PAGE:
Yahoo, BlackBerry, Nokia. Names that old spelt magic are today synonyms for trouble and mockery in corporate gossip.
Last week, Yahoo said it would close offices in five locations, and consider “strategic alternatives” for its core internet business (mostly e-mail, some content sites and a doddering search engine). In plain English, that means a sale. This is the same Yahoo that had spurned offers from Microsoft and the like. The web pioneer of the 1990s has fallen on bad days, and its shares are down 36% over the past year. Marissa Mayer, who joined as CEO from Google in 2012, is in trouble. The company makes money from ads, but really has no unique selling proposition left.
Let us now turn to BlackBerry, once a status symbol among corporate executives worldwide. It has been eating humble pie after the arrival of the iPhone and its competing Android versions, and above all the policy of “bring-your-own-device” (BYOD) policies in companies worldwide. Last week there was news that it laid off 200 employees in Canada and the US.
BlackBerry, humbler than Yahoo perhaps, had junked its own operating system last year to launch an Android phone, but it was probably a case of too little, too late.
The latest problem is that its Android phone, Priv is priced for the Indian market at Rs 62,990. I do not want to go into its gee-whiz features, because the price seems so disproportionately expensive to so many people. In the US, the Priv is priced at $749, the same as a 64-GB iPhone 6S.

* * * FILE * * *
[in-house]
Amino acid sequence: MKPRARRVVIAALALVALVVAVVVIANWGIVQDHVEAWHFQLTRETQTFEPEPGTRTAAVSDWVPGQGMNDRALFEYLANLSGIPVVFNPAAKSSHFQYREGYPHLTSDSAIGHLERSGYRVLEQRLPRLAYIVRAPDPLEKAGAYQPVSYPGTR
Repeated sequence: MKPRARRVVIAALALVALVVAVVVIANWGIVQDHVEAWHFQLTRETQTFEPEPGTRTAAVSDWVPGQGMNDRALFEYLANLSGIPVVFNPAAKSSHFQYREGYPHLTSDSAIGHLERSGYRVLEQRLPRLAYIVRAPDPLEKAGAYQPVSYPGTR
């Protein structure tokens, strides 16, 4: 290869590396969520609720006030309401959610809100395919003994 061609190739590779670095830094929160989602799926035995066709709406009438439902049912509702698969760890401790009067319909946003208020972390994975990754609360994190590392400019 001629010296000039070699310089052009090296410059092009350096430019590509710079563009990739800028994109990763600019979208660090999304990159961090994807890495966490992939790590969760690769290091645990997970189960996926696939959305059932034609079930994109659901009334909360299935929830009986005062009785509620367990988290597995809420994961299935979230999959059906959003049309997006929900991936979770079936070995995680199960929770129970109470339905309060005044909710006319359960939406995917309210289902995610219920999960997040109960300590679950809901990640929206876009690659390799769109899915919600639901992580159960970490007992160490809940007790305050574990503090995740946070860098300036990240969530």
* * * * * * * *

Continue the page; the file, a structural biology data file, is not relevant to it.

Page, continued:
“Sorry, but a slide-out keyboard and curved screen simply doesn’t justify the high price,” the respected Fortune.com said in a report.
Nokia sold out its mobile business after much wrangle in 2013 to Microsoft that integrated its Lumia brand with the Finnish partner’s name. Thousands of Nokia employees have been laid off since and the entire purchase amount of $7.6 billion has been written off. The next launch will be of just a Lumia. Nokia as a brand is gone in the mobile business.
Yahoo was a search leader but Google beat it, and then it lost the e-mail crown as well.
BlackBerry’s specialisation was corporate security but it lost the plot in being a consumer brand that has become an also-ran.
Nokia was burnt because its Symbian platform was beaten by Android and iOS. Its early leadership lay in it being a platform product.
The lessons from these three companies is clear: A brand cannot survive in a position of leadership unless it changes the product underneath – not in features but in category itself. This is at least true of the internet era, where businesses can be remodelled and information travels at the speed of a mouse-click or a tweet. Brand arrogance has no place, it seems.
Apple, in contrast, cruises ahead because it latches itself on to emerging new categories -- from home computer to music players to smartphones to tablets to what in the emerging future may be smart watches and even electric cars.
(The views expressed by the author are personal.)